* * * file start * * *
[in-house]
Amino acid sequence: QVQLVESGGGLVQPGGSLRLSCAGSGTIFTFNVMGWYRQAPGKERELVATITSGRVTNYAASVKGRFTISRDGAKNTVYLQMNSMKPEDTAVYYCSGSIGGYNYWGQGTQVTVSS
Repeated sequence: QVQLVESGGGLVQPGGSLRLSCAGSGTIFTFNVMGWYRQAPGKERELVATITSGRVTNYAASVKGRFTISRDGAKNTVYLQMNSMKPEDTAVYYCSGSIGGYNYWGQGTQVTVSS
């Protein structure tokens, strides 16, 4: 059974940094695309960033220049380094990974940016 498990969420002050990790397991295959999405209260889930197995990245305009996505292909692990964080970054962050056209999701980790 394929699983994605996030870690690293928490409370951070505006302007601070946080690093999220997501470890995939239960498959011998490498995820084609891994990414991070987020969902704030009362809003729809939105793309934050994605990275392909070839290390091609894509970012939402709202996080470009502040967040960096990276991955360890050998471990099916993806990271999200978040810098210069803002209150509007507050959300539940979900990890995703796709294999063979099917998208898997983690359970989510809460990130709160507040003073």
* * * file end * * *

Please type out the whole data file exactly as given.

[in-house]
Amino acid sequence: QVQLVESGGGLVQPGGSLRLSCAGSGTIFTFNVMGWYRQAPGKERELVATITSGRVTNYAASVKGRFTISRDGAKNTVYLQMNSMKPEDTAVYYCSGSIGGYNYWGQGTQVTVSS
Repeated sequence: QVQLVESGGGLVQPGGSLRLSCAGSGTIFTFNVMGWYRQAPGKERELVATITSGRVTNYAASVKGRFTISRDGAKNTVYLQMNSMKPEDTAVYYCSGSIGGYNYWGQGTQVTVSS
């Protein structure tokens, strides 16, 4: 059974940094695309960033220049380094990974940016 498990969420002050990790397991295959999405209260889930197995990245305009996505292909692990964080970054962050056209999701980790 394929699983994605996030870690690293928490409370951070505006302007601070946080690093999220997501470890995939239960498959011998490498995820084609891994990414991070987020969902704030009362809003729809939105793309934050994605990275392909070839290390091609894509970012939402709202996080470009502040967040960096990276991955360890050998471990099916993806990271999200978040810098210069803002209150509007507050959300539940979900990890995703796709294999063979099917998208898997983690359970989510809460990130709160507040003073």